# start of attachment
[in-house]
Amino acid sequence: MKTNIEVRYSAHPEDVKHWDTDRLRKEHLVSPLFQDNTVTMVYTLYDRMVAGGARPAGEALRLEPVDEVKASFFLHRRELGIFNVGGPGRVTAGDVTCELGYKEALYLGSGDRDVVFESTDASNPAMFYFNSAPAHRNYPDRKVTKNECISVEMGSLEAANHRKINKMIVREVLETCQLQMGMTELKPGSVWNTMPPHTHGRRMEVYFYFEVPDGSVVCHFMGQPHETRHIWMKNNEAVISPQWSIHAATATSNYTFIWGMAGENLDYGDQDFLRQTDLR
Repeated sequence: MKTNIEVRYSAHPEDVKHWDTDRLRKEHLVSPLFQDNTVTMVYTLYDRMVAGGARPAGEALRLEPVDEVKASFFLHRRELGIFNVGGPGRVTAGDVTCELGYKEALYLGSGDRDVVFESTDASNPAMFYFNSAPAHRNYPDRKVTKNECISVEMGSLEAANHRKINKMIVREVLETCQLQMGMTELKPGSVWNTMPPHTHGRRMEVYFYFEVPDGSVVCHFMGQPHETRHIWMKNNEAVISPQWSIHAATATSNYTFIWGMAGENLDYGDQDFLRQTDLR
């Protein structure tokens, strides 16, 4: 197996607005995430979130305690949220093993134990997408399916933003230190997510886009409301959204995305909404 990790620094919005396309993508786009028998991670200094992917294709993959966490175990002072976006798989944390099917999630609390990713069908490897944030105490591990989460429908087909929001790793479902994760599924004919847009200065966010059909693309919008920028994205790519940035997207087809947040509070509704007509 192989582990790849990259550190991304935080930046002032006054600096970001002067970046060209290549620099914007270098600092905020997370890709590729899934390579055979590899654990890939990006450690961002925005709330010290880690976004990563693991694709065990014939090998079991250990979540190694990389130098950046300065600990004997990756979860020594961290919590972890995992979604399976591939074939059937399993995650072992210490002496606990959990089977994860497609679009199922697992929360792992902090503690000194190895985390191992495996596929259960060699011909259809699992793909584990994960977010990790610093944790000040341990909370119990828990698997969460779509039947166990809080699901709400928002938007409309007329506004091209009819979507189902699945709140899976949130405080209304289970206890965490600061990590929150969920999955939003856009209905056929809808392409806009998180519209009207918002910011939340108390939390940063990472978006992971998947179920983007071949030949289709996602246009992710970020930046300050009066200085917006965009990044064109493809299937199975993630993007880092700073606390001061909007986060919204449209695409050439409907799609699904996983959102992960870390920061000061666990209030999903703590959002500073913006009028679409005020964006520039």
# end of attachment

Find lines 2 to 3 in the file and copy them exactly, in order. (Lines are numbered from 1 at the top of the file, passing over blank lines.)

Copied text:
Amino acid sequence: MKTNIEVRYSAHPEDVKHWDTDRLRKEHLVSPLFQDNTVTMVYTLYDRMVAGGARPAGEALRLEPVDEVKASFFLHRRELGIFNVGGPGRVTAGDVTCELGYKEALYLGSGDRDVVFESTDASNPAMFYFNSAPAHRNYPDRKVTKNECISVEMGSLEAANHRKINKMIVREVLETCQLQMGMTELKPGSVWNTMPPHTHGRRMEVYFYFEVPDGSVVCHFMGQPHETRHIWMKNNEAVISPQWSIHAATATSNYTFIWGMAGENLDYGDQDFLRQTDLR
Repeated sequence: MKTNIEVRYSAHPEDVKHWDTDRLRKEHLVSPLFQDNTVTMVYTLYDRMVAGGARPAGEALRLEPVDEVKASFFLHRRELGIFNVGGPGRVTAGDVTCELGYKEALYLGSGDRDVVFESTDASNPAMFYFNSAPAHRNYPDRKVTKNECISVEMGSLEAANHRKINKMIVREVLETCQLQMGMTELKPGSVWNTMPPHTHGRRMEVYFYFEVPDGSVVCHFMGQPHETRHIWMKNNEAVISPQWSIHAATATSNYTFIWGMAGENLDYGDQDFLRQTDLR